Embracing the Airbnb experience

This post was originally published on www.webintravel.com on 20th October 2015

airbnbIt was interesting for me listening to Julian Persaud of Airbnb simply for the number of times he used the word ‘experience’. He had a lot to say, of course, about the company and his last role with Google. But that word kept cropping up – he even used the phrase ‘touching the Airbnb experience’ when describing what the rest of us might call ‘using the app’.

One could be cynical of course and imagine that this phrase is drummed in to him as part of some sophisticated internal PR drive. But that doesn’t really matter because calling a person’s interaction with Airbnb – with any of their touch points –is that person’s brand experience. And a company that really understands that (even if it’s ingrained as part of internal brainwashing as some cynics might have it) is a company that is riding the proverbial wave of contemporary consumer-centric thinking.

Julian talked about the experience as it pertains to the actual stay of course, citing his 1,000 nights of hotel stays when at Google as a bit of a blur.

But crucially what Julian and Airbnb understand is that ‘experience’ is not just about the stay. It’s not just about the holiday or the flight. I would go as far as to stay that, in some senses, those obvious aspects of the experience – the stay or the flight – are almost trivial. What Airbnb does is focus on every touch point – on every interaction someone might have with the brand over and above the actual thing itself.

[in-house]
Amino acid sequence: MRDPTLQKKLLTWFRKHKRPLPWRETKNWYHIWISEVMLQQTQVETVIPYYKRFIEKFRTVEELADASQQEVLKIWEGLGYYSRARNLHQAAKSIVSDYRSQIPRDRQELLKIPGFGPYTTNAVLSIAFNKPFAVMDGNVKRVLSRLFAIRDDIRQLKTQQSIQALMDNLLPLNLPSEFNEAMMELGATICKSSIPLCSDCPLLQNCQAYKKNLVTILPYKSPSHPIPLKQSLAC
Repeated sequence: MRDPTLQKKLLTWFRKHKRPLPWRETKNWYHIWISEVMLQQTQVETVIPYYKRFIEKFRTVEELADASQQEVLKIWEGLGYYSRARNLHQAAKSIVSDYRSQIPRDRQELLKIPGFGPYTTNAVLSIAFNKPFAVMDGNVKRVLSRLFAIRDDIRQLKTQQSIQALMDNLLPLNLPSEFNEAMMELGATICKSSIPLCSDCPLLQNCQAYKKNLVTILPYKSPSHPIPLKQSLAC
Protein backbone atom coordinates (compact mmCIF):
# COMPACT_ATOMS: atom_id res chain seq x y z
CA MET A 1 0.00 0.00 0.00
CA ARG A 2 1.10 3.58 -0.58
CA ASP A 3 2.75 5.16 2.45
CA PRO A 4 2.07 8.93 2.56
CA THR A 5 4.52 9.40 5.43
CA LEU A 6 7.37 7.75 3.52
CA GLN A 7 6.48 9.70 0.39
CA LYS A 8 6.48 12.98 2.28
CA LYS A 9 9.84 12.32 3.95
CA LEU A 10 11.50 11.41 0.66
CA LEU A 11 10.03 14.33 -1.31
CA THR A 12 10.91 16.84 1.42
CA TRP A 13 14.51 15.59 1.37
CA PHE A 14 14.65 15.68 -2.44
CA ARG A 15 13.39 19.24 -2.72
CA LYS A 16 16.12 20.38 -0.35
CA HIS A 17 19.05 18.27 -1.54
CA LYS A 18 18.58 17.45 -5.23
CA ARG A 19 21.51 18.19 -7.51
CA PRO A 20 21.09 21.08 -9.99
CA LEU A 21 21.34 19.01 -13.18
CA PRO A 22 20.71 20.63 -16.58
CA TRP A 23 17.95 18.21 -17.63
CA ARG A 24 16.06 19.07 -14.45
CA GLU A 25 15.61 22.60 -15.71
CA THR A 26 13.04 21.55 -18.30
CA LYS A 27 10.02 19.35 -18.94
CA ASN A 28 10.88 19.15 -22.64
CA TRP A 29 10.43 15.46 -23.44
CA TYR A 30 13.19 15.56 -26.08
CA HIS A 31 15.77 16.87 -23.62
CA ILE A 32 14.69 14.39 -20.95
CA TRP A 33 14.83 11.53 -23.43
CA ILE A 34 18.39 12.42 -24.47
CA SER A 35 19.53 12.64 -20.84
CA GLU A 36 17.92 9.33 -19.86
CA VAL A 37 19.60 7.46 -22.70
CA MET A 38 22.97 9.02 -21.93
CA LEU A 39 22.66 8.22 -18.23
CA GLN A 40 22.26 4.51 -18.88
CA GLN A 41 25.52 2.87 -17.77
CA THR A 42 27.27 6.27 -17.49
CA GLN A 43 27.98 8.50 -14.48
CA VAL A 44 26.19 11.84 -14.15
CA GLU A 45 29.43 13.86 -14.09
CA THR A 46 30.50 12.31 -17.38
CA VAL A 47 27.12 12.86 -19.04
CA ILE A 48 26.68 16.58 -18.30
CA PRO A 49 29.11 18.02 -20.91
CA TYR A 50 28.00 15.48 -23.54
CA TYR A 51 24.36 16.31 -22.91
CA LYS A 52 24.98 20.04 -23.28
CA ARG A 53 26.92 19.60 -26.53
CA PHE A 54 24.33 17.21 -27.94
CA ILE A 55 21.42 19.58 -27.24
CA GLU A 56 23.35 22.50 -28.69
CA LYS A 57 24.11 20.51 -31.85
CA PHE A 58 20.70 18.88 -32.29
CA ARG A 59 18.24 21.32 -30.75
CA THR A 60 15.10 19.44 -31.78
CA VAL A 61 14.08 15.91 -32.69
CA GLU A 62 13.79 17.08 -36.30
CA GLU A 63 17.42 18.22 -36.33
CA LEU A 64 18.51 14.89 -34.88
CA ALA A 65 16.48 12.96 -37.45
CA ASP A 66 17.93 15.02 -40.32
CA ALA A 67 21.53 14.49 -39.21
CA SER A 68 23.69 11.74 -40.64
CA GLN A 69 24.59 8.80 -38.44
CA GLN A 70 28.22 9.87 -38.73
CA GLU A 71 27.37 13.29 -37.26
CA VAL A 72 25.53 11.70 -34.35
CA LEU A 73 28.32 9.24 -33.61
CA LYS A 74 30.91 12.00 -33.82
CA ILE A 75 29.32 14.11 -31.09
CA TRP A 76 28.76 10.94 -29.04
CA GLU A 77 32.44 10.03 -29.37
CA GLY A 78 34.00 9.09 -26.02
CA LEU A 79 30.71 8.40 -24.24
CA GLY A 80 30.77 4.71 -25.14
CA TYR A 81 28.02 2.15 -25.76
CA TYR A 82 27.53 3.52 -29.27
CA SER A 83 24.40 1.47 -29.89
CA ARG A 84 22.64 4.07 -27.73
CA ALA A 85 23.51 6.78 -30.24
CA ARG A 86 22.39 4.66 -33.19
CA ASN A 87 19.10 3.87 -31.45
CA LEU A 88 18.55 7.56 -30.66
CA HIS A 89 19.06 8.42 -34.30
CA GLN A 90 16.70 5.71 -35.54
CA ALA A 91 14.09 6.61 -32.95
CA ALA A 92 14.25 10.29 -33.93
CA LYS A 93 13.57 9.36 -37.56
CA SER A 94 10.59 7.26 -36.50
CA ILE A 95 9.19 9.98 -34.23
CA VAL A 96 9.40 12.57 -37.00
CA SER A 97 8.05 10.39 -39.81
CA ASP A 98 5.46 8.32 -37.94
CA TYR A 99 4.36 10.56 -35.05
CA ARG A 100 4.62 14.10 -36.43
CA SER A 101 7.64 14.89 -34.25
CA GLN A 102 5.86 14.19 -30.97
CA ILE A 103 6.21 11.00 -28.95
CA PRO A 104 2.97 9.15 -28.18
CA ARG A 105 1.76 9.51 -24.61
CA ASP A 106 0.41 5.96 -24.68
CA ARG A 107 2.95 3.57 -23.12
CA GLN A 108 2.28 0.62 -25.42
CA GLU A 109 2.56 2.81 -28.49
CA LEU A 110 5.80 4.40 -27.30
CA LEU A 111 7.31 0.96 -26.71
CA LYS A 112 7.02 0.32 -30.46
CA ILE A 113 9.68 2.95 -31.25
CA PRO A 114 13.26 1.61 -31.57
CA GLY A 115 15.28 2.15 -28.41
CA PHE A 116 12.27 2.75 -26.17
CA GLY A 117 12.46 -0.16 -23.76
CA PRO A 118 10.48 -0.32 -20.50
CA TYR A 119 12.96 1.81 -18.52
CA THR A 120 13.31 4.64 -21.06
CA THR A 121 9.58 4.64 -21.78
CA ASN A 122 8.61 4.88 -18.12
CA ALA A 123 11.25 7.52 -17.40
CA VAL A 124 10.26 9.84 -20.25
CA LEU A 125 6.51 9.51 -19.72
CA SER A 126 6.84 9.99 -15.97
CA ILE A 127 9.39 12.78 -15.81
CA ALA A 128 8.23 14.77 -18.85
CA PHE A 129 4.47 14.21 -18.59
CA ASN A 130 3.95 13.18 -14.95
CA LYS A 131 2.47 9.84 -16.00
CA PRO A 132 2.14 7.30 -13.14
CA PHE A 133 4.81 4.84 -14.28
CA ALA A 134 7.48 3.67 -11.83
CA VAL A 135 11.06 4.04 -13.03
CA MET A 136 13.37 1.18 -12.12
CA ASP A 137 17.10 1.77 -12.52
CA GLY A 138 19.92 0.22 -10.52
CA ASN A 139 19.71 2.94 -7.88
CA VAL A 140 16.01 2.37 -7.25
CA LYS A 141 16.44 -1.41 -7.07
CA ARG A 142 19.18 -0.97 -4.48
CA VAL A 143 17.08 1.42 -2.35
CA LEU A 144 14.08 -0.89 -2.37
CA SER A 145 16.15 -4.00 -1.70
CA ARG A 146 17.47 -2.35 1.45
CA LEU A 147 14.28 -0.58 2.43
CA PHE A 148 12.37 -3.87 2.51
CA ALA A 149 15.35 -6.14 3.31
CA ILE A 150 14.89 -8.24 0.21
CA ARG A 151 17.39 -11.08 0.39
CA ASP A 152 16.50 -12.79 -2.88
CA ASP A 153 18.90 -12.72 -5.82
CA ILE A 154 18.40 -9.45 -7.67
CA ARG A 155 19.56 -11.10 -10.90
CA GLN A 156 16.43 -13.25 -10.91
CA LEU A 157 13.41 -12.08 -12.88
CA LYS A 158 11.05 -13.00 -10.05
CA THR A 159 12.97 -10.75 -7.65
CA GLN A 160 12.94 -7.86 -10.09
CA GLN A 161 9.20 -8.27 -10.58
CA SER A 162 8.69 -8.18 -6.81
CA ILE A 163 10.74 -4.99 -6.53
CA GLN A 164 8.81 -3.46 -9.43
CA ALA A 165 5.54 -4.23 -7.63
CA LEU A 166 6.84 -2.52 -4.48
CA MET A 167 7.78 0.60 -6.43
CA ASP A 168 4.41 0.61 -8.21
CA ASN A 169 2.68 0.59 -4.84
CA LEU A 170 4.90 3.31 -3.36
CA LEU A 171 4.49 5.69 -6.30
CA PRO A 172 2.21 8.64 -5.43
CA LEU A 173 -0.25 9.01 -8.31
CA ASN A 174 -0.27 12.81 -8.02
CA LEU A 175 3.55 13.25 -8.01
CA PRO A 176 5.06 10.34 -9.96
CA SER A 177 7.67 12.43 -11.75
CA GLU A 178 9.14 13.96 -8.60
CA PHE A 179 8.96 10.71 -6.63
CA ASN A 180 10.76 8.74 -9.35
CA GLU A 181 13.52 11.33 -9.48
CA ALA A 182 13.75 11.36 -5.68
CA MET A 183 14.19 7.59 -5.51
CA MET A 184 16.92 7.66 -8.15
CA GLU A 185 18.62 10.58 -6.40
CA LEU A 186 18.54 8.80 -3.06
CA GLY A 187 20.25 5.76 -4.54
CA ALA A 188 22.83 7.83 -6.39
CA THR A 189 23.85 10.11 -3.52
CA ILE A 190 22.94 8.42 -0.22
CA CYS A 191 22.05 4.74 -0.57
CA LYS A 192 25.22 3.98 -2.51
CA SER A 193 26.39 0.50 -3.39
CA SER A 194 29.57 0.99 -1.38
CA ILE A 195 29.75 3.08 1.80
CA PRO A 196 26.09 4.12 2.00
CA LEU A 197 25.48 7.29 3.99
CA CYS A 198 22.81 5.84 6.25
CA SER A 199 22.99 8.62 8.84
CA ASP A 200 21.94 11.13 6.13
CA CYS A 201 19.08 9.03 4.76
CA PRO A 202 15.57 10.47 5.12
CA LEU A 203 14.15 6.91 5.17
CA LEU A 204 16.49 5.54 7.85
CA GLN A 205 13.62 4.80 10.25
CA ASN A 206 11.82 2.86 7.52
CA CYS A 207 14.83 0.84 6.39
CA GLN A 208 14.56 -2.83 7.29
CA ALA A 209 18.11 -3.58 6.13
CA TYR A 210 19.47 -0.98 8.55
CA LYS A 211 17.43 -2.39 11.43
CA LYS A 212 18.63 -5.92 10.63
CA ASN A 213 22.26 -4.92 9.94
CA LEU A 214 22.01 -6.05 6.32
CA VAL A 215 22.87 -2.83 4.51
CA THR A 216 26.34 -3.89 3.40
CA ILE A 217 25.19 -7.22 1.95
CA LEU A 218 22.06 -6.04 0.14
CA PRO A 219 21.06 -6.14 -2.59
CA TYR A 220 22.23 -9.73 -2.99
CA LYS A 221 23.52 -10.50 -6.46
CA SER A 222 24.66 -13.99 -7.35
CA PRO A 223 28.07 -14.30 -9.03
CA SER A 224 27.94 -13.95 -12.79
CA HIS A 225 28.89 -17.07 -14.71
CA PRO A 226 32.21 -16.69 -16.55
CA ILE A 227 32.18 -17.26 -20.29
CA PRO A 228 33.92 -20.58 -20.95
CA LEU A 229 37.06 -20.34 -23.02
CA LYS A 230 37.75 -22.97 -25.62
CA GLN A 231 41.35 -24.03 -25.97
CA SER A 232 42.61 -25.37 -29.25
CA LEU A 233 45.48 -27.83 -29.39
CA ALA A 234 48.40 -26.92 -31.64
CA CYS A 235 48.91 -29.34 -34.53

And I can pay personal testament to this. A year or so ago I applied for a job with Airbnb (I didn’t land it). And even the job application process with them is a delightful experience and that’s something I can say even though the ‘experience’ was ultimate unsuccessful. The email I received from them when making my application was simply a ‘nice’ email. Most of you reading this I’m sure will have had job applications with other companies where your application wasn’t even acknowledged.

So I’m prepared to look past any cynicism. Julian works for a company that understands the importance of experience when it comes to job candidates. It’s no surprise that they totally get it when it comes to ‘touching the Airbnb experience’ on a mobile device. You know: using the app.

The #Expensify people wrote to me!

You know how when, sometimes, you uninstall software of unsubscribe from an emailing list you get an automated response asking you why?

Well I had an email the other day from the Expensify team asking why I hadn’t used their application. (Bascially it’s the same as with a lot of apps – looks interesting then play once then forget).

Although, in this case I don’t actually have expenses to deal with so the app hasn’t been relevant for me.